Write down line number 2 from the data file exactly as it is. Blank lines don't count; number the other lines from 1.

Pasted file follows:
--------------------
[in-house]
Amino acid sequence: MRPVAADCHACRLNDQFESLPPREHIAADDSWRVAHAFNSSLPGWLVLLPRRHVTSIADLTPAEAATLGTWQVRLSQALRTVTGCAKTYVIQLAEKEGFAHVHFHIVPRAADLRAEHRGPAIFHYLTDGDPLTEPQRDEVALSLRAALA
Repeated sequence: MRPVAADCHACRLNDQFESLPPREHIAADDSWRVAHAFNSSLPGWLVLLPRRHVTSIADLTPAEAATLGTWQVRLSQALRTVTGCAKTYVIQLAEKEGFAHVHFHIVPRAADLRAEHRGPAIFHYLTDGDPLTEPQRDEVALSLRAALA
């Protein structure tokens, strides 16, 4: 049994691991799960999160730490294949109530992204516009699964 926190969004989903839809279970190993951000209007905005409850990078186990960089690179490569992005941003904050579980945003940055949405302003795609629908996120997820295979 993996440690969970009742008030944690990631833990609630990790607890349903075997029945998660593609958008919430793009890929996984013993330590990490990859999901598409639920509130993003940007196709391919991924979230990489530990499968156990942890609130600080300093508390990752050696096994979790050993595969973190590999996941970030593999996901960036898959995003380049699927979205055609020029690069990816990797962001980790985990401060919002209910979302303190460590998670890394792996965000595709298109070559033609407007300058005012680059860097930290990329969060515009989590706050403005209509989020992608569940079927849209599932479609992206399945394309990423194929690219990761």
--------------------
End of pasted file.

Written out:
Amino acid sequence: MRPVAADCHACRLNDQFESLPPREHIAADDSWRVAHAFNSSLPGWLVLLPRRHVTSIADLTPAEAATLGTWQVRLSQALRTVTGCAKTYVIQLAEKEGFAHVHFHIVPRAADLRAEHRGPAIFHYLTDGDPLTEPQRDEVALSLRAALA